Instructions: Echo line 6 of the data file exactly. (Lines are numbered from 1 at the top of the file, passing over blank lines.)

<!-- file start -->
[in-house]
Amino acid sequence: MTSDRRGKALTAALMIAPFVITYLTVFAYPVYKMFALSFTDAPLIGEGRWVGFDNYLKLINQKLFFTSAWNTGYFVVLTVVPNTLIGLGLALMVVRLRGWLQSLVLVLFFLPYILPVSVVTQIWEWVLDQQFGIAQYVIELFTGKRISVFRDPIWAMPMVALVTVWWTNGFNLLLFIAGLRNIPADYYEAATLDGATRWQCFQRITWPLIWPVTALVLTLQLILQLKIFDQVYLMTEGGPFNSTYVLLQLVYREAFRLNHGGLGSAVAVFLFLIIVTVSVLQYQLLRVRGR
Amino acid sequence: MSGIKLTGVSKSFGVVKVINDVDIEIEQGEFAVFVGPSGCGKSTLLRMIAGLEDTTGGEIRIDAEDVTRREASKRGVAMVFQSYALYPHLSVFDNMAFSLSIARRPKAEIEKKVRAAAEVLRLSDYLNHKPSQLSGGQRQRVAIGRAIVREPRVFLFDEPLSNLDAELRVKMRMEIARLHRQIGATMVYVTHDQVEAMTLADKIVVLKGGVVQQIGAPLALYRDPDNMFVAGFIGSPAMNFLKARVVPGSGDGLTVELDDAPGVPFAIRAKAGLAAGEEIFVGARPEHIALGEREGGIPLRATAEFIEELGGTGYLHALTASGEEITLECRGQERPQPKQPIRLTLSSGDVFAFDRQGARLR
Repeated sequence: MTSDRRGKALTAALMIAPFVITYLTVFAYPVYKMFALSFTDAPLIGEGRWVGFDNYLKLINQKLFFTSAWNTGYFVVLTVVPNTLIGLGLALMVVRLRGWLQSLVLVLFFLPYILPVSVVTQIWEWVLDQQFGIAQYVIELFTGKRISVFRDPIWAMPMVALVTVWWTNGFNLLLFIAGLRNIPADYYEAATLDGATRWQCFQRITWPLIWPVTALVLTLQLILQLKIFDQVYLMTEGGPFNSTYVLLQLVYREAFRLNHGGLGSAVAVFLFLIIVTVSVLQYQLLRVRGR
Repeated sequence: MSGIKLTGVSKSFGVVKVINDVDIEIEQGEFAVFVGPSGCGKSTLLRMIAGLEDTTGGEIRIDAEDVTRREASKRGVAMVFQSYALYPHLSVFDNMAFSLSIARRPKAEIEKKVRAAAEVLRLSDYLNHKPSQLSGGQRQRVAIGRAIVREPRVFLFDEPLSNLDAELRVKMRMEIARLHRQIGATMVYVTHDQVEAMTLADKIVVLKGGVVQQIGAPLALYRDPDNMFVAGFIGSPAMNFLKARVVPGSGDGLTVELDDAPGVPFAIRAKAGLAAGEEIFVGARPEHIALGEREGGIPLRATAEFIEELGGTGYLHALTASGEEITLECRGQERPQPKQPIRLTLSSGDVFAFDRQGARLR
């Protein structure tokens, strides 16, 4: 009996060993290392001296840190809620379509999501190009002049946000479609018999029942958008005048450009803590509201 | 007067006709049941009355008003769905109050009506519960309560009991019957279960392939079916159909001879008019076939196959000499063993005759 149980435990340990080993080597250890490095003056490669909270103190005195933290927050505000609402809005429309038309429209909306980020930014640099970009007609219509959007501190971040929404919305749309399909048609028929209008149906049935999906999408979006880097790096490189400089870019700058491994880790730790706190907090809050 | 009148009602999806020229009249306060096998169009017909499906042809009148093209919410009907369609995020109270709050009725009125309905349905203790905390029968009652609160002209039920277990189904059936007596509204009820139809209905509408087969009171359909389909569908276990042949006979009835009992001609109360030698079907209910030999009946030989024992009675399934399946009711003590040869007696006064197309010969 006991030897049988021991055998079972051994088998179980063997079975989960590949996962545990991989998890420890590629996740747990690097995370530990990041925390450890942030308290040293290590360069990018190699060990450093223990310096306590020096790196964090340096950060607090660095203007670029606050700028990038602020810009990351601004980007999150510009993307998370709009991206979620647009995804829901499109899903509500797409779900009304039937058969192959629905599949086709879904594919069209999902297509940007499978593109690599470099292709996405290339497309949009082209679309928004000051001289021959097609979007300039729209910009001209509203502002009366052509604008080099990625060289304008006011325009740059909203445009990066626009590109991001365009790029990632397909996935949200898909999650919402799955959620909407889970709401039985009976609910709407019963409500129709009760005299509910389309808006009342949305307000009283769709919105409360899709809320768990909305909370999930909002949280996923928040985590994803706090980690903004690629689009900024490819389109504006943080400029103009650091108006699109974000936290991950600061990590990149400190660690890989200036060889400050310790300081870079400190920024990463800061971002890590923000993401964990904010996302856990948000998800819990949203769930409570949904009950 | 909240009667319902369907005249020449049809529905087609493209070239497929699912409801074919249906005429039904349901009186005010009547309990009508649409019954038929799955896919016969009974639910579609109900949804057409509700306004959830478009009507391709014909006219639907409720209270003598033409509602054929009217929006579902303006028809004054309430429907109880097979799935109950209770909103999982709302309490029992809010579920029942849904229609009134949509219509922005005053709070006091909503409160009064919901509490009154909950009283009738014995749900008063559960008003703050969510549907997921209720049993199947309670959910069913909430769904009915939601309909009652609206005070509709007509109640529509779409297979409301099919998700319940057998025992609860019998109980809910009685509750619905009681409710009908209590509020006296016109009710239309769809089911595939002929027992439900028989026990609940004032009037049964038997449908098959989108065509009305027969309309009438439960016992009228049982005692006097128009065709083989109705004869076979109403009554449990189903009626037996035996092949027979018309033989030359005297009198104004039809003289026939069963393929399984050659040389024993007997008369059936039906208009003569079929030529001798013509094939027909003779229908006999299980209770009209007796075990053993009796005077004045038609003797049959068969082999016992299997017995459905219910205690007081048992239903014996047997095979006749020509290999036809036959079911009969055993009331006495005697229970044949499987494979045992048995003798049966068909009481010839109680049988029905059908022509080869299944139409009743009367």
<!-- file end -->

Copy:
């Protein structure tokens, strides 16, 4: 009996060993290392001296840190809620379509999501190009002049946000479609018999029942958008005048450009803590509201 | 007067006709049941009355008003769905109050009506519960309560009991019957279960392939079916159909001879008019076939196959000499063993005759 149980435990340990080993080597250890490095003056490669909270103190005195933290927050505000609402809005429309038309429209909306980020930014640099970009007609219509959007501190971040929404919305749309399909048609028929209008149906049935999906999408979006880097790096490189400089870019700058491994880790730790706190907090809050 | 009148009602999806020229009249306060096998169009017909499906042809009148093209919410009907369609995020109270709050009725009125309905349905203790905390029968009652609160002209039920277990189904059936007596509204009820139809209905509408087969009171359909389909569908276990042949006979009835009992001609109360030698079907209910030999009946030989024992009675399934399946009711003590040869007696006064197309010969 006991030897049988021991055998079972051994088998179980063997079975989960590949996962545990991989998890420890590629996740747990690097995370530990990041925390450890942030308290040293290590360069990018190699060990450093223990310096306590020096790196964090340096950060607090660095203007670029606050700028990038602020810009990351601004980007999150510009993307998370709009991206979620647009995804829901499109899903509500797409779900009304039937058969192959629905599949086709879904594919069209999902297509940007499978593109690599470099292709996405290339497309949009082209679309928004000051001289021959097609979007300039729209910009001209509203502002009366052509604008080099990625060289304008006011325009740059909203445009990066626009590109991001365009790029990632397909996935949200898909999650919402799955959620909407889970709401039985009976609910709407019963409500129709009760005299509910389309808006009342949305307000009283769709919105409360899709809320768990909305909370999930909002949280996923928040985590994803706090980690903004690629689009900024490819389109504006943080400029103009650091108006699109974000936290991950600061990590990149400190660690890989200036060889400050310790300081870079400190920024990463800061971002890590923000993401964990904010996302856990948000998800819990949203769930409570949904009950 | 909240009667319902369907005249020449049809529905087609493209070239497929699912409801074919249906005429039904349901009186005010009547309990009508649409019954038929799955896919016969009974639910579609109900949804057409509700306004959830478009009507391709014909006219639907409720209270003598033409509602054929009217929006579902303006028809004054309430429907109880097979799935109950209770909103999982709302309490029992809010579920029942849904229609009134949509219509922005005053709070006091909503409160009064919901509490009154909950009283009738014995749900008063559960008003703050969510549907997921209720049993199947309670959910069913909430769904009915939601309909009652609206005070509709007509109640529509779409297979409301099919998700319940057998025992609860019998109980809910009685509750619905009681409710009908209590509020006296016109009710239309769809089911595939002929027992439900028989026990609940004032009037049964038997449908098959989108065509009305027969309309009438439960016992009228049982005692006097128009065709083989109705004869076979109403009554449990189903009626037996035996092949027979018309033989030359005297009198104004039809003289026939069963393929399984050659040389024993007997008369059936039906208009003569079929030529001798013509094939027909003779229908006999299980209770009209007796075990053993009796005077004045038609003797049959068969082999016992299997017995459905219910205690007081048992239903014996047997095979006749020509290999036809036959079911009969055993009331006495005697229970044949499987494979045992048995003798049966068909009481010839109680049988029905059908022509080869299944139409009743009367």